I’m not your typical Christian in that I don’t have a personal God, don’t view Jesus as God, don’t have hell and everlasting punishment, am not a literalist, am not evangelical, etc., so I come at this a bit differently.

    When I read the the Bible, I see many different people trying to grapple with their concept of the divine. I see a slow progression of thought, both in individual’s lives, and also in the larger population. To me this is a lot like learning. Individuals go to school and progress through the grades. Thus their initial ignorance is replaced, bit by bit, with better and more accurate concepts. However, their progress isn’t uniform because their knowledge and understanding aren’t uniform. They only “get” what they get. And it takes persistence on their part to keep working at chiseling away at their ignorance. Plus they (and all of us) just don’t know what we don’t know.

    And along with the individual’s lack of understanding, there is the larger population’s lack of understanding. In the US, slavery and denial of rights to women were entirely acceptable at one time. Now they’re not. Does this mean that blacks and women have somehow evolved to the point where they are now considered to be capable of being accorded a higher status and thus have been granted it? Or does it just mean that the larger population’s view of blacks and women has changed for the better? Have humans physically evolved so that blood-letting is no longer necessary, or has our view of what would help handle sickness in humans changed?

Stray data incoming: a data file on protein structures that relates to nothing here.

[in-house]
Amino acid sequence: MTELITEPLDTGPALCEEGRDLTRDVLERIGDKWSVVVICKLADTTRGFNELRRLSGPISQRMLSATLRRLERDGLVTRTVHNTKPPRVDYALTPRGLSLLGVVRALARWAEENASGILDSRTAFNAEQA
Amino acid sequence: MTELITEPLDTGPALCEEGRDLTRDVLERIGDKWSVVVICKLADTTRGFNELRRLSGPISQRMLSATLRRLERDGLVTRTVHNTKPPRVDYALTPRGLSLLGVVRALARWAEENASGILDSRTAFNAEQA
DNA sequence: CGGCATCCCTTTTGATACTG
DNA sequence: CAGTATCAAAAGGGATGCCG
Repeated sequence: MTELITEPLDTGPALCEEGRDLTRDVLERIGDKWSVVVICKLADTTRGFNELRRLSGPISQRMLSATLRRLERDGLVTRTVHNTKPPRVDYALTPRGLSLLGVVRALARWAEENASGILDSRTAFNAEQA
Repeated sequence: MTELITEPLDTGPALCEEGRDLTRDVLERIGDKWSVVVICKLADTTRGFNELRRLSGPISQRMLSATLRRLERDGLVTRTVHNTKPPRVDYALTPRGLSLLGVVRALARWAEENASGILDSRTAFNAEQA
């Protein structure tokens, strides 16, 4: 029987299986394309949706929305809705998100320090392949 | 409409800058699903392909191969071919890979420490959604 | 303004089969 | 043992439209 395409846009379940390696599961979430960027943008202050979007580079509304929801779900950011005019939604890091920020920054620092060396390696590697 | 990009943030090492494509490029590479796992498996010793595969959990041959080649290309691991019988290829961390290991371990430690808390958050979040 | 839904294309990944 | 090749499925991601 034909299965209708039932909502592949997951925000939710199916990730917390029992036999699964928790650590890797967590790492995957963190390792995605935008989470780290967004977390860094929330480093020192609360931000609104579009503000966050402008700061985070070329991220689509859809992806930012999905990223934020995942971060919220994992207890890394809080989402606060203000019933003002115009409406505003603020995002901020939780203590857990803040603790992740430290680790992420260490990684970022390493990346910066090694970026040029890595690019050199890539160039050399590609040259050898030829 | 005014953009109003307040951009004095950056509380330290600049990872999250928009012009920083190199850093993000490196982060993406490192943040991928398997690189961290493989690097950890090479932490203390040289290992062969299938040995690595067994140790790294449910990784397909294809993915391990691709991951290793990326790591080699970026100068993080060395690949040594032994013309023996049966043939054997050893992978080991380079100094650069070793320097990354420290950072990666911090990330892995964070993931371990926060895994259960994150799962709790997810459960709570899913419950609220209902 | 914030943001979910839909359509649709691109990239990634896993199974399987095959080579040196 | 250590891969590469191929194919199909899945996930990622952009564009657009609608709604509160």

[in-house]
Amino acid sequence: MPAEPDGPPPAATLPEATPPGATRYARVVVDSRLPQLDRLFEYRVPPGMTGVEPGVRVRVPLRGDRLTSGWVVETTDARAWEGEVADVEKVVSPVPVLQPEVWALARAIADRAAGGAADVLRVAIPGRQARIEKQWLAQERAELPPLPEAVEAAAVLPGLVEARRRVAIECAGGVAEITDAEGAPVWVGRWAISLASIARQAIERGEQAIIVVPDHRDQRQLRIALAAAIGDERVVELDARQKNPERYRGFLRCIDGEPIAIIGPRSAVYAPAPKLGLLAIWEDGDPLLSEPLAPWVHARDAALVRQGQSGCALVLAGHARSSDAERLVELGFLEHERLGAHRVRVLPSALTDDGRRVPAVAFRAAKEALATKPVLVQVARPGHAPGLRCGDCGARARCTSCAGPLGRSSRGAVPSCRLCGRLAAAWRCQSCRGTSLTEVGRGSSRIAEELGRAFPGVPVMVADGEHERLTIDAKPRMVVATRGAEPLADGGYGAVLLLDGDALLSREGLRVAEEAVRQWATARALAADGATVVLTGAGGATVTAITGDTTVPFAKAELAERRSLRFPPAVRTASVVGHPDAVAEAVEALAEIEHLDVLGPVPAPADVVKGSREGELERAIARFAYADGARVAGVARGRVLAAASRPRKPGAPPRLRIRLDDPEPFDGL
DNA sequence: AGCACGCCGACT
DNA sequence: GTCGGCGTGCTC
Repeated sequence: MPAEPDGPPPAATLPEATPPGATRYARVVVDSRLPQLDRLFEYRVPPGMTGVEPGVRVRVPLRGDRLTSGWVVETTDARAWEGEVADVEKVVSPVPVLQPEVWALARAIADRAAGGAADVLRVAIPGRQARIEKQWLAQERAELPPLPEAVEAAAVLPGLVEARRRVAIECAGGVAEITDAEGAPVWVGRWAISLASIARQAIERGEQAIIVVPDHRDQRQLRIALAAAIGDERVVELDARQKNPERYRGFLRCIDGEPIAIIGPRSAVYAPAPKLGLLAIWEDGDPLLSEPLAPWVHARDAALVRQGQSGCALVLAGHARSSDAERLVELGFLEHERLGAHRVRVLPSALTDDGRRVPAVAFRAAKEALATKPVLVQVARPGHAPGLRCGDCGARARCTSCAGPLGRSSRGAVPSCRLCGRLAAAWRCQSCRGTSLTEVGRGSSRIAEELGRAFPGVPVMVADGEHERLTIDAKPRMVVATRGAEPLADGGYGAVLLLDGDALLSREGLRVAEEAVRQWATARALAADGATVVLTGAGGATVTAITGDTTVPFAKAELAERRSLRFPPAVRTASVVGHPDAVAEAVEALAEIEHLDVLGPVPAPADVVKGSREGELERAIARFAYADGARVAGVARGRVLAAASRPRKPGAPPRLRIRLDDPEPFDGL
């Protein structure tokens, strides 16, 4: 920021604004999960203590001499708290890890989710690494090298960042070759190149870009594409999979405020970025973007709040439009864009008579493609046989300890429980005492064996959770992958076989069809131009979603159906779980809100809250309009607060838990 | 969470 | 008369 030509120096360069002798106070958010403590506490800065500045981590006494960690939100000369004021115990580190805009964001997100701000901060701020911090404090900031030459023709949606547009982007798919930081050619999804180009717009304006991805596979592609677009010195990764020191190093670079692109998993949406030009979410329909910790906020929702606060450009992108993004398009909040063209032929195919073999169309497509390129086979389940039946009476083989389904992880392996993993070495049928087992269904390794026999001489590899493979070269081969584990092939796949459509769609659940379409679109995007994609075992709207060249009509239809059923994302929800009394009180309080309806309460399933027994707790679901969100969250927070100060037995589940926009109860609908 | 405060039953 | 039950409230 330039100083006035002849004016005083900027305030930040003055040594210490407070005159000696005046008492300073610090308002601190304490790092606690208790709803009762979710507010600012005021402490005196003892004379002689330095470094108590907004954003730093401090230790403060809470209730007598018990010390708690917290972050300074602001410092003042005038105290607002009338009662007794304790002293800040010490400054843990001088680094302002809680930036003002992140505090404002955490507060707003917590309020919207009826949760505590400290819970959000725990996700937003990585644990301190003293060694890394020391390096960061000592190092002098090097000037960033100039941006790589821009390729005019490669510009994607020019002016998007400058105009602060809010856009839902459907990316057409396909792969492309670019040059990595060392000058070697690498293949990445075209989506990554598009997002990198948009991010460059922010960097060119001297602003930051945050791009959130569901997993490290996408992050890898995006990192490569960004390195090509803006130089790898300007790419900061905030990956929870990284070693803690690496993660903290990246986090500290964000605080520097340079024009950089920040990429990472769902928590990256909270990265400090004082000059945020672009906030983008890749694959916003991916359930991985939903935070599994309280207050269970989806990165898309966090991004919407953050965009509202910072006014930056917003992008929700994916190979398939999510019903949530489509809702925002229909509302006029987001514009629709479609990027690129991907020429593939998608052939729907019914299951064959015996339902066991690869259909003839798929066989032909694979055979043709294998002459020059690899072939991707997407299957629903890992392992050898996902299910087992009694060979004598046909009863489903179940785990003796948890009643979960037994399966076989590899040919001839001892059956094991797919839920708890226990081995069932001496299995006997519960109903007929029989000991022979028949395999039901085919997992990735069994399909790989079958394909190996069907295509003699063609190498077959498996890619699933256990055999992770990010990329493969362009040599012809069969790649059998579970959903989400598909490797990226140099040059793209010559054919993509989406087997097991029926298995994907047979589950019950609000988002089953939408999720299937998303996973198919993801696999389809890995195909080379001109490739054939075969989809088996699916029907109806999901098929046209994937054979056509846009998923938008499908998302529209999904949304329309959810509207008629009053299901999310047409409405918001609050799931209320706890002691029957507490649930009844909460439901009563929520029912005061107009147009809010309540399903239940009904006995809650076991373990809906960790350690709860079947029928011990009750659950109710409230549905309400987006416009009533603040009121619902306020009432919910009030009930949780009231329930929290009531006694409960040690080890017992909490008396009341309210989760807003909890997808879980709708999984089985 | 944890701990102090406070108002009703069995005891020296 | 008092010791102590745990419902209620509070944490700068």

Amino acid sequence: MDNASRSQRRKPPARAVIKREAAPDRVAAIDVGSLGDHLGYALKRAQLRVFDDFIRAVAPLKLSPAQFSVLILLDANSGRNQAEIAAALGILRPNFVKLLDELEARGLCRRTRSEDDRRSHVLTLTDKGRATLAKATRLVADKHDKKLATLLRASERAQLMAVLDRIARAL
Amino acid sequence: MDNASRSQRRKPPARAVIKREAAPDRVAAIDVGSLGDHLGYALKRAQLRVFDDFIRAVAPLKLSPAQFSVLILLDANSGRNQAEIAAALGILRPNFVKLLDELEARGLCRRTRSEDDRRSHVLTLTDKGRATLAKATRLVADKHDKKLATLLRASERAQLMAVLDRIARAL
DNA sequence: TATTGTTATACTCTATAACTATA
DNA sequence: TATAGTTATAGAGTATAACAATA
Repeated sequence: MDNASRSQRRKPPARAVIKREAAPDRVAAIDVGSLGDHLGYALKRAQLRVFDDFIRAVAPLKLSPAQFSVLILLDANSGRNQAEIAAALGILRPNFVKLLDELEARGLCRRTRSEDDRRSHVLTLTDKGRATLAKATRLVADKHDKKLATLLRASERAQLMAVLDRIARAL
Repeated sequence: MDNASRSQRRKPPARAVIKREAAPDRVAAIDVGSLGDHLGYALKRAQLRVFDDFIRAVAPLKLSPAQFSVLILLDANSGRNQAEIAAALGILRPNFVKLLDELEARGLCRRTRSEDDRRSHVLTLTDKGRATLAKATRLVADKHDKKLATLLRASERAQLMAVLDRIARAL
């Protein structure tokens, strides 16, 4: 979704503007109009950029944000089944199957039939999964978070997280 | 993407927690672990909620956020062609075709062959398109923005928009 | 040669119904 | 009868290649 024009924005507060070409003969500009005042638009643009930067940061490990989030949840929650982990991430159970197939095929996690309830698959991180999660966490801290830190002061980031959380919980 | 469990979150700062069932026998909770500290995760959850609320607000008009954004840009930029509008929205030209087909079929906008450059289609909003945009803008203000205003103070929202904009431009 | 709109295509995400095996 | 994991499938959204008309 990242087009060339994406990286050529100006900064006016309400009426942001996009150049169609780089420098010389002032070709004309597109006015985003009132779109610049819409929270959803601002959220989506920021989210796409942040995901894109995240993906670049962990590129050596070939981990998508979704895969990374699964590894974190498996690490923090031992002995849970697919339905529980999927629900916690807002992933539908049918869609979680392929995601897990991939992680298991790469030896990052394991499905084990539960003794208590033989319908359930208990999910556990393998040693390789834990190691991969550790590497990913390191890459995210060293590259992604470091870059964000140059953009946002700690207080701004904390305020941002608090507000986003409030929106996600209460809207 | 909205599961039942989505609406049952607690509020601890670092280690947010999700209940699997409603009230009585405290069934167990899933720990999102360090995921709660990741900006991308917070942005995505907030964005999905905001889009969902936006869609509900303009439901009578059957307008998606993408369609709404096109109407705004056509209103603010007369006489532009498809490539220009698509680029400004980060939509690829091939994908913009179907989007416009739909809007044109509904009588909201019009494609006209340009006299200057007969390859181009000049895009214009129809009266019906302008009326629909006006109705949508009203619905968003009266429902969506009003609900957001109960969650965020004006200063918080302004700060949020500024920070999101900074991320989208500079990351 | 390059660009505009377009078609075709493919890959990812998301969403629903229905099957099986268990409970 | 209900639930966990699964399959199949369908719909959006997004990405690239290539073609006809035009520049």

And within the larger population, are there luminaries in various fields of study who seem to “get it” far sooner than the rest of us? And do we benefit from trying to grasp what it is that they are trying to explain?